Whether you are near-sighted or far-sighted, or have 20/20 vision, you are at risk for glaucoma. The eye disease is second leading cause of blindness, reports the World Health Organization (WHO), and affects over three million Americans from newborn infants to senior citizens.

The Glaucoma Research Foundation (GRF) says that half of those with glaucoma, specifically open-angle glaucoma (OAG), is unaware they even have the disease. OAG, the most common form of the ocular disorder, has no symptoms early in the disease process. Over time, optic nerve fibers begin to deteriorate and people with late-stage OAG will develop pain or severe visual changes, says the University of Maryland Medical Center (UMM). The nature of glaucoma and the severity of the disease is often misunderstood, but deserves more attention as the condition becomes more common among Americans in the U.S.

How Glaucoma Affects Your Vision

Damage to the optic nerve results from an abnormal increas in eye pressure, high intraocular pressure (IOP), a condition also known as ocular hypertension. High IOP occurs when the clear fluid usually located behind the iris, known as the aqueous, moves into to the area behind the iris and cornea, says Mayo Clinic. Also, high eye pressure can result from below average aqueous drainage, as the fluid normally drains and replenishes. While a high IOP can be a significant risk factor to determine if you have glaucoma, patients with normal IOP levels are also prone to the chronic condition.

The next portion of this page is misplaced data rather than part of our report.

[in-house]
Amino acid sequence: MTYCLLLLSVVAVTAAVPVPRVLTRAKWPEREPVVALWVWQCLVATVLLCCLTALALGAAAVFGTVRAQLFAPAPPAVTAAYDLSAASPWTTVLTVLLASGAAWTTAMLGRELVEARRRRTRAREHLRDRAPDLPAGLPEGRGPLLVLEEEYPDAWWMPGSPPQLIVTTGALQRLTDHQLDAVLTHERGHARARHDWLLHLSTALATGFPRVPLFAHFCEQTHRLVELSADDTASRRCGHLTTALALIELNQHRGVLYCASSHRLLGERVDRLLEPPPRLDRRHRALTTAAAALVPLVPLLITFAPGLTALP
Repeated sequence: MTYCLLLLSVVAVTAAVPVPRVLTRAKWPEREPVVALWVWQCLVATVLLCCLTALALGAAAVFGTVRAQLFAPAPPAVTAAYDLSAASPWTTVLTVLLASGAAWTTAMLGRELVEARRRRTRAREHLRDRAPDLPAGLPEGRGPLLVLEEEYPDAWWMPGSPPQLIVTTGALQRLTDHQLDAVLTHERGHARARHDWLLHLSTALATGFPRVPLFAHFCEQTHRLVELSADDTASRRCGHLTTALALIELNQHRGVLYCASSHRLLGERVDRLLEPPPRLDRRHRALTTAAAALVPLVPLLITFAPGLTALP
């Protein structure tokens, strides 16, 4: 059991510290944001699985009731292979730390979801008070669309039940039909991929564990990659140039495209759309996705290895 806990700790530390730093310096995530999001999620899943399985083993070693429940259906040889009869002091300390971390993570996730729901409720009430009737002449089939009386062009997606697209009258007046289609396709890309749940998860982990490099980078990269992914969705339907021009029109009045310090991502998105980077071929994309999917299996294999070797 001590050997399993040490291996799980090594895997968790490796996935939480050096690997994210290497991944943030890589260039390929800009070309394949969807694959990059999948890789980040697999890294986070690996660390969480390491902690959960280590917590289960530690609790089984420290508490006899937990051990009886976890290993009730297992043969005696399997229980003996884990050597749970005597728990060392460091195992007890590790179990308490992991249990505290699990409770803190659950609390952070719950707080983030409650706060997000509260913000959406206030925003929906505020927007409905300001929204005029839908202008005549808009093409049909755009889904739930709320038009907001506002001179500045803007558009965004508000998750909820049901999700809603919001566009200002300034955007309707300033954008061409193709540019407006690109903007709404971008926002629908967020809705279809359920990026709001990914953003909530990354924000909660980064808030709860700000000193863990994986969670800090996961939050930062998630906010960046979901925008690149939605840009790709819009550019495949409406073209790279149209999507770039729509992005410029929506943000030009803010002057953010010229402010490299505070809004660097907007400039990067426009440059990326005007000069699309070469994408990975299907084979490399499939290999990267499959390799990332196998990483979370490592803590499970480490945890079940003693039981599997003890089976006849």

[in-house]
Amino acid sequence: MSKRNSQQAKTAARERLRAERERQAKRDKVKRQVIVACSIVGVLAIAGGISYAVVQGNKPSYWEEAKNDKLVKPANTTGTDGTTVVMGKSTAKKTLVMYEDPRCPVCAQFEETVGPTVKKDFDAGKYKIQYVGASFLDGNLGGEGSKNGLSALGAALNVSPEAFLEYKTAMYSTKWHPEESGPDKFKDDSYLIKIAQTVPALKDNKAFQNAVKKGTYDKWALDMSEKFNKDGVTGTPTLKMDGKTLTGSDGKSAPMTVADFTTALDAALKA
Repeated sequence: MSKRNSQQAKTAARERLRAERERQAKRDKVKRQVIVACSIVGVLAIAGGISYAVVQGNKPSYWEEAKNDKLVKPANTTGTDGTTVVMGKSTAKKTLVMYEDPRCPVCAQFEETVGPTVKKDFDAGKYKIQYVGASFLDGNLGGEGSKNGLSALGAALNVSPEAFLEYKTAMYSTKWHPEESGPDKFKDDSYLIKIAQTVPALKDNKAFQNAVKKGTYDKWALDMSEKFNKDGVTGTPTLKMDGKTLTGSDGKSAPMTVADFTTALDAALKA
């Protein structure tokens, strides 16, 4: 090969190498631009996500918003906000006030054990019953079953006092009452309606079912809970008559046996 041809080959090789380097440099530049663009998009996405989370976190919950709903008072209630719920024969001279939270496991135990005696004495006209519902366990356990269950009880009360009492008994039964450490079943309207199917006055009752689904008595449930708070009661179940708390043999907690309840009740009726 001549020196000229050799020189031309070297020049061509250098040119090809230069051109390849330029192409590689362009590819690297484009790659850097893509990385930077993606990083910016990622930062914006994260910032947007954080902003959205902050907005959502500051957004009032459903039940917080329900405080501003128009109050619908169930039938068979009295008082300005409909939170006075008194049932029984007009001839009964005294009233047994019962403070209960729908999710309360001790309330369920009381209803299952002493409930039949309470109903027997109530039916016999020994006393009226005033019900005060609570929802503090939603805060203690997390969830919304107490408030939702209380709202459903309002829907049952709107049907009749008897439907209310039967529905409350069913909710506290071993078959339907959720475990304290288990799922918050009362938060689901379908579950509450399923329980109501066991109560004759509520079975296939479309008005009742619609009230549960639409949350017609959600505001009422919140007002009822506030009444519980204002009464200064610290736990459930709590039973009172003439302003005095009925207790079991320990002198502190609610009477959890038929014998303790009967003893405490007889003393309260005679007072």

Ways To Reduce Risk of Glaucoma

There is no cure for glaucoma; treatment usually slows the progression of the disease. To reduce high eye pressure, practice a healthy lifestyle with these natural ways that help you maintain good vision.

Prevent Diabetes: Lower Your Blood Sugar Levels

High blood sugar levels have been linked to cause high eye pressure among persons. Sufferers of diabetes are 40 percent more likely to suffer from glaucoma because the insulin resistance in diabetics is associated with high IOP, the American Diabetes Association says. In order to reduce high eye pressure, it is best to avoid foods that cause your insulin levels to rise. UMM suggests avoiding white breads, pastas, and sugar.

Increase Your Lutein And Zeaxanthin Intake With Dark Leafy Vegetables

The increase daily intake of these two nutrients that are commonly found in dark green leafy vegetables can significantly improve your eye health. Lutein and Zeaxanthin are carotenoids that are antioxidants for your eyes, says the American Optometric Association (AOP). There is no recommended daily intake for these two nutrients but the AOP suggests that 10 miligrams a day of lutein and two mg/day of zeaxanthin are best to maximize health benefits of these two antioxidant nutrients.

Increase Your Bilberry Intake

Billberry — part of the blueberry family with roots in Northern Europe contains anthocyanins — contains pigments that are rich in antioxidants. The anthocyanins found in bilberries has been linked to boost eye health. According to UMM, the fruit has provided protective properties in combating macular degeneration, glaucoma, and cataracts.

Increase Your Workout

Regular exercise, like reducing overall hypertension, can also lower IOP levels. Exercises such as walking or jogging a minimum of three times a week is recommended by the GRF as part of a moderate exercise routine to promote good vision. As long as you continue to exercise, there will be plenty of eye health benefits to reap.